Pizza Hut ... Pizza Hut ...
Kentucky Fried Chicken and a Pizza Hut ...
McDonald's ... McDonald's ...
"The Fast Food Song" isn't about eating meat exactly, but its simple chanted lyrics and associated motions (hands swooping in pie-like circles and "golden" arching arms) celebrate (and may well perpetuate) the ubiquity of fast food corporations responsible for dumping inexpensive and unhealthy meat products into the diets of children all over the world.
"On Top of Spaghetti" may not whet the appetites of adult carnivores, but it does give kids a silly, savory fantasy to kick around. The song appeals to kids because it’s about an inanimate object that comes to life. A meatball defies expectations, and defiance—within reason—is usually celebrated in children’s literature.
Its message also reinforces the blithe way kids relate to meat. The song is no budding butcher’s anthem. Most of the preschoolers I've met haven't grown up helping their parents cook, much less slaughter chickens. For all they know, meat, like money, may indeed grow on trees. The animal flesh they consume bears little resemblance to what butchers carve out of real animals that pump blood. Kids’ lunch-boxes are stocked with uniform salami discs, thin folded slices of slick deli turkey, corn dogs, and ground beef bits sneakily stirred into pasta sauces. Such foods are conceived, shaped, cooked, processed, and packaged to resemble something other than what they are.
At some preschools, classes even go by animal names—like Lambs, and Cows— creatures the kids have cheerfully consumed in one form or another. Teachers and parents don't talk about that, though, and the kids don't make the connection. Reese, for example, knew her meatballs came from Trader Joe's, and probably that they were made with turkey, but she didn’t get that the turkeys whose life spans her eating habits shortened looked like the ones in the class book about birds, that before they were whacked and plucked, they also resembled cartoon characters she had encountered and the crooked construction-paper effigies she had crafted.
At naptime, three hours after the class listened to "On Top of Spaghetti,” Jackson lay on his mat, eyes fluttering open and shut, murmuring the words to the song before he drifted off. A day later, during a fire drill, a spirited quintet bellowed an impromptu rendition as the class lined up along a fence outside the school. Two days after that, the class enjoyed a potluck for parents and siblings that featured two kinds of hummus, banana pudding with 'Nilla wafers, orange Jell-O, chocolate chip cookies, grapes, cantaloupe balls, cheese squares, assorted crackers, chicken wings (which only two girls and a few parents touched), and a tray of slightly more popular roast beef sandwiches. They all sang the song when their parents arrived, and once more, quite raucously, as they ate. I wondered: Could this song make them ask for meatballs at home? Maybe, a few years later, might they want to roll their own? And might they eventually even want to stuff the grinder themselves, starting with meat whose bones and skin make its provenance unmistakable?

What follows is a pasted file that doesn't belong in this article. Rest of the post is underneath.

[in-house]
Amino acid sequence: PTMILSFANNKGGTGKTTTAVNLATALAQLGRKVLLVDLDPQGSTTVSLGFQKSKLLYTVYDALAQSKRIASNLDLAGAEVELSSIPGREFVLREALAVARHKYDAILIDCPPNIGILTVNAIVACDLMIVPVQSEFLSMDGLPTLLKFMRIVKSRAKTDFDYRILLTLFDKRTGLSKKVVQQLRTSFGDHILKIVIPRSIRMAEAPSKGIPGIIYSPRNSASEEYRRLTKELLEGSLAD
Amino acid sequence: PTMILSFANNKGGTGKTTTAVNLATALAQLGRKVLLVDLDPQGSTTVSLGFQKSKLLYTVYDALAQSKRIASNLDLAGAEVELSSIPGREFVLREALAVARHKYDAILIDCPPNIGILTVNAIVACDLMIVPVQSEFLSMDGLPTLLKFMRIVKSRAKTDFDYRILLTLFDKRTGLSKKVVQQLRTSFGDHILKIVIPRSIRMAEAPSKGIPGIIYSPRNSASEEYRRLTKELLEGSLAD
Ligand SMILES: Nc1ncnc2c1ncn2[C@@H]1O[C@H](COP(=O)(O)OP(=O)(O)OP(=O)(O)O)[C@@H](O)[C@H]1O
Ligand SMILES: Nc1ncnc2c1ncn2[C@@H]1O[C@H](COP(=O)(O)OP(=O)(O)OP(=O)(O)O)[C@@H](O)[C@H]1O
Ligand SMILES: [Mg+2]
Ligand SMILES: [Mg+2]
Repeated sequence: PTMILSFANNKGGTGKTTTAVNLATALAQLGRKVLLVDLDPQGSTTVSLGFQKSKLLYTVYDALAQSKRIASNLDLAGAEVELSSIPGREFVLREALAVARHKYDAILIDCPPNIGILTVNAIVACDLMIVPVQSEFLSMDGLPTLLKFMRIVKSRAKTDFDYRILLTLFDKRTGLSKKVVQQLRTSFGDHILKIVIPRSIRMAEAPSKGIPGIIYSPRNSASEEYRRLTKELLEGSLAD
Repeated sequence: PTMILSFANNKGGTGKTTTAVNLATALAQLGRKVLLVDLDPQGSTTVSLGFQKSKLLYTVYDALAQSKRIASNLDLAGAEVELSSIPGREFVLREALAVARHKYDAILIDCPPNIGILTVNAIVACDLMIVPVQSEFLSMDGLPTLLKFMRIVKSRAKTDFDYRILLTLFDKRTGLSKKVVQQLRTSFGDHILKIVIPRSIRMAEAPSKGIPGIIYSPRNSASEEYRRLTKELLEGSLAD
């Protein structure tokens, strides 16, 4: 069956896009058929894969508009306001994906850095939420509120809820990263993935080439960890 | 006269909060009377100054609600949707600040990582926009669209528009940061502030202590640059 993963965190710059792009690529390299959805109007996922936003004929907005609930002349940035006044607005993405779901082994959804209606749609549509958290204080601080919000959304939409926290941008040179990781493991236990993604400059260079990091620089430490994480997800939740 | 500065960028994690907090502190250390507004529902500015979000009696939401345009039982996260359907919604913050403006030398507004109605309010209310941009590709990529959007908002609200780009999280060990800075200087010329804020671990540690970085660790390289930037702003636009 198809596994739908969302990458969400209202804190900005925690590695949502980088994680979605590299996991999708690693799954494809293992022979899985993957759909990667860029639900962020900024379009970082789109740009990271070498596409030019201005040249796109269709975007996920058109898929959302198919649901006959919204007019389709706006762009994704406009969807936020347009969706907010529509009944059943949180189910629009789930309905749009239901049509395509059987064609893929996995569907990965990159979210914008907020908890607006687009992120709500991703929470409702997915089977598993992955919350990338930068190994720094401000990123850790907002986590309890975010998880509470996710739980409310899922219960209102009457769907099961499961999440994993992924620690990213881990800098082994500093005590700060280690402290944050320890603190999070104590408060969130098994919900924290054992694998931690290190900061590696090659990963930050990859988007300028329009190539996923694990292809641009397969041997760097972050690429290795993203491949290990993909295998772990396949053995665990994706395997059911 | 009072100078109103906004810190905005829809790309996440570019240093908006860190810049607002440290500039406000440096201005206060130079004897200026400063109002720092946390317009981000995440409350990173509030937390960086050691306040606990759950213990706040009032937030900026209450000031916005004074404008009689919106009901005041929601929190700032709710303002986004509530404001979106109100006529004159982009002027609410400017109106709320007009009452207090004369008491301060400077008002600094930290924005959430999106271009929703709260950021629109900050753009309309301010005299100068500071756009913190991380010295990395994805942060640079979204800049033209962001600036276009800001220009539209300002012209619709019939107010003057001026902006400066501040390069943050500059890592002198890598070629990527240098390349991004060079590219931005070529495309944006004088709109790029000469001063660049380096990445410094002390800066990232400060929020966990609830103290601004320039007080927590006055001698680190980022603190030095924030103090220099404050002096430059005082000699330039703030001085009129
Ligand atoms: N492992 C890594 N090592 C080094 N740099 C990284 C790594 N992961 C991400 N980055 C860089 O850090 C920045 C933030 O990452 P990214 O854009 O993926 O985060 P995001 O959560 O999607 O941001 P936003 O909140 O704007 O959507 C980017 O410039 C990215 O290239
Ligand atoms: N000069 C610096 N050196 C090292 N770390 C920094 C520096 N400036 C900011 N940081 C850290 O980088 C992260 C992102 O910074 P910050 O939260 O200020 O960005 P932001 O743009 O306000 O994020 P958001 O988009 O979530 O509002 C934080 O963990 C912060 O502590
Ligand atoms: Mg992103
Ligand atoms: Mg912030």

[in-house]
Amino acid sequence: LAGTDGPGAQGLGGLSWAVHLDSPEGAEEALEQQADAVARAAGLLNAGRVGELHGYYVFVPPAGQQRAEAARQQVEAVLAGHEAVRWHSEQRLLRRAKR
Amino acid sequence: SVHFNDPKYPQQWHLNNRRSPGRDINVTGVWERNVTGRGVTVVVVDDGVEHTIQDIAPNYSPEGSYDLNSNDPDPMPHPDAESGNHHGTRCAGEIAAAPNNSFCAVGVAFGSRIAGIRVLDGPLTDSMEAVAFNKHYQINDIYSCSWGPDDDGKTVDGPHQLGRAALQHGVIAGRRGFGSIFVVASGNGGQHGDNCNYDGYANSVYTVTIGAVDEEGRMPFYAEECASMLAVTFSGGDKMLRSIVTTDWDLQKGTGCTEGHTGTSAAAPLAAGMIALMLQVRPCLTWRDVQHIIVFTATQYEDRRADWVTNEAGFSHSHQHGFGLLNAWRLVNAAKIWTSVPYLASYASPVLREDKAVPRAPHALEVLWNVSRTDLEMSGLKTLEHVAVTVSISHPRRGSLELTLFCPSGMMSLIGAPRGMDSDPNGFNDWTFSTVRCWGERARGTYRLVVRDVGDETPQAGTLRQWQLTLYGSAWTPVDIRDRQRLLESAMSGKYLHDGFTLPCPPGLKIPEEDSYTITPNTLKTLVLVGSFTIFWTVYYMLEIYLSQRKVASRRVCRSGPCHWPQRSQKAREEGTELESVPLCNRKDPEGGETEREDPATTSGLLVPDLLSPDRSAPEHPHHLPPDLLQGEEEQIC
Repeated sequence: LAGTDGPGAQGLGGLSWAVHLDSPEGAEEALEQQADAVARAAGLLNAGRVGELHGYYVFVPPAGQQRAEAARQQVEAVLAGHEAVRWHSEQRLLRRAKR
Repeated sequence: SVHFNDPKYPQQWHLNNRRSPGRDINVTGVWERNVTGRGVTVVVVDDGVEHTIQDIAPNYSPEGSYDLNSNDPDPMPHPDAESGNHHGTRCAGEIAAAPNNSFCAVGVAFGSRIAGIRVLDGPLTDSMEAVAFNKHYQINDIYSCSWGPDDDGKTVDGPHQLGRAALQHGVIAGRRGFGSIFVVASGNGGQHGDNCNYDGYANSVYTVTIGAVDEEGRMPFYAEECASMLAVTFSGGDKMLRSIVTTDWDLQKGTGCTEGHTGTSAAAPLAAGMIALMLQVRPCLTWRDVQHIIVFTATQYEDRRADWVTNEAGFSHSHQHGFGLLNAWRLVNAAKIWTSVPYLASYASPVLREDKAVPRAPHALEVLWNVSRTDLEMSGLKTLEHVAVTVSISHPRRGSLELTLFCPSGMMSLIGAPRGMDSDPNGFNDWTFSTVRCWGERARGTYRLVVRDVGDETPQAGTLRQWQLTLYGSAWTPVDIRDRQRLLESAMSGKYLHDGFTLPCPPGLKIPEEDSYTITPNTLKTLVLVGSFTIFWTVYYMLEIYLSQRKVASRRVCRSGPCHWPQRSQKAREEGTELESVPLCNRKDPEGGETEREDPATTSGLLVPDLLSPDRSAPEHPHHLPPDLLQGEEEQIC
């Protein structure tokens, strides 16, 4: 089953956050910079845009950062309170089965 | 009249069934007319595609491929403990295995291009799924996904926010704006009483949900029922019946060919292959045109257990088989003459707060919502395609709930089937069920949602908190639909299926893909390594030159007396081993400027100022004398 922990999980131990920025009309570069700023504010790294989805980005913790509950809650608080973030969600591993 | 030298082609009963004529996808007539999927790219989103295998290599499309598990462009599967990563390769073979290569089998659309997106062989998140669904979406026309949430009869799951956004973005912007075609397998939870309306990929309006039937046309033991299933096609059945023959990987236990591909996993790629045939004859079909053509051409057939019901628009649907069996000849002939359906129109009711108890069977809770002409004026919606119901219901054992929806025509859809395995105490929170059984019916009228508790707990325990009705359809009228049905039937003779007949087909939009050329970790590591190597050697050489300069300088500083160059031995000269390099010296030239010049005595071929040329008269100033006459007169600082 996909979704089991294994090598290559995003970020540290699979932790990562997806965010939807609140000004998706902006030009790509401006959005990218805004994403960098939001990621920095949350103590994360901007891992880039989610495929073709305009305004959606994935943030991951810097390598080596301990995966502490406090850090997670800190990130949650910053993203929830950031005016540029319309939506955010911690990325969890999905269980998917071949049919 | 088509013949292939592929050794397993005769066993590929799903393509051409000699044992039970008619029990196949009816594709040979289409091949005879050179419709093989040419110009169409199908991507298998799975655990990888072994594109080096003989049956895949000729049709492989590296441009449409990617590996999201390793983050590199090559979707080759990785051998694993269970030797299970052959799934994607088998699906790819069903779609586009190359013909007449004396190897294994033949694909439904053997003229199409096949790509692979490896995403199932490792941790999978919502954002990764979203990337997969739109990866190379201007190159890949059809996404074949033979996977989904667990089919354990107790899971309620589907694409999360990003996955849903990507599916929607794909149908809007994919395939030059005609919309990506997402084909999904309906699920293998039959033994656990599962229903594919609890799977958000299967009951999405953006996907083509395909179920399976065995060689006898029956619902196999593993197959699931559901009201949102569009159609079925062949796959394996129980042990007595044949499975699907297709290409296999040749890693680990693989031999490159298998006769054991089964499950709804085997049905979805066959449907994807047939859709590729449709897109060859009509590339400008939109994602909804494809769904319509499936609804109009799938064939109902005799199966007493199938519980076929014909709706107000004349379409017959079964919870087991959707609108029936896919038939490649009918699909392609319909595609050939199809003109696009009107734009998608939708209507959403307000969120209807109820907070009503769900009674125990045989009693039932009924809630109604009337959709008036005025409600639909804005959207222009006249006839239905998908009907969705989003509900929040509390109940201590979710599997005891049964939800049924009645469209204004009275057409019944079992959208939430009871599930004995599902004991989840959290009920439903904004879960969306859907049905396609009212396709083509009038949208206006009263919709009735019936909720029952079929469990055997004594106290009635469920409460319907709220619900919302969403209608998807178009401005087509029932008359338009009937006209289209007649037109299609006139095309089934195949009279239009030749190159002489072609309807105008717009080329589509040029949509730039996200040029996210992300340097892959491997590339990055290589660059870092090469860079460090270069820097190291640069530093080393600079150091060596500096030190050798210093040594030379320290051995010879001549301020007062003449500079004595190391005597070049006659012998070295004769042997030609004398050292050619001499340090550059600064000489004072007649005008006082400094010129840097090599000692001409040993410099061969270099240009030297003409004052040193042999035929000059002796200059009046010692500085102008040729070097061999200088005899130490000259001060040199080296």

Perhaps, but no song will encourage them to make the connection between meat and animal. What makes kids really start to wonder, in seriousness, where their food comes from? You can take them a field trip to a farm stand. You can let them taste a superlative tomato, sweet and acidic. And you can describe how dirt and sunshine and the care of the farmer came together to make the tomato slices that are now sliding down their throats. But you can’t steer a school bus to even the most humane of turkey ranches and invite kids to take in the slaughter.
But that’s because of our hang-ups, not theirs. Parents try to shield their kids from violence—and this includes not only gory movies but also the very real, very systematic process by which edible muscles and fat are extracted from the bodies of animals. Adults buy the meat that after processing and preparation looks as innocuous as a carrot stick. Adults write the songs that duck the question, trafficking in silly fantasy when the reality is too horrifying for a child to contemplate. Adults are complicit in the lie, prolonging it—like tales of Santa Claus and the Tooth Fairy—as long as possible. And then, when the illusion is inevitably shattered by a book or a chatty classmate, parents cling to it. “Don’t be disgusting at the table!” adults surely still bellow after a child, defiant yet unsteady, crosses her arms, nudges away her plate of sauce-smothered meatballs, and stammers for the first time: “I know where this comes from.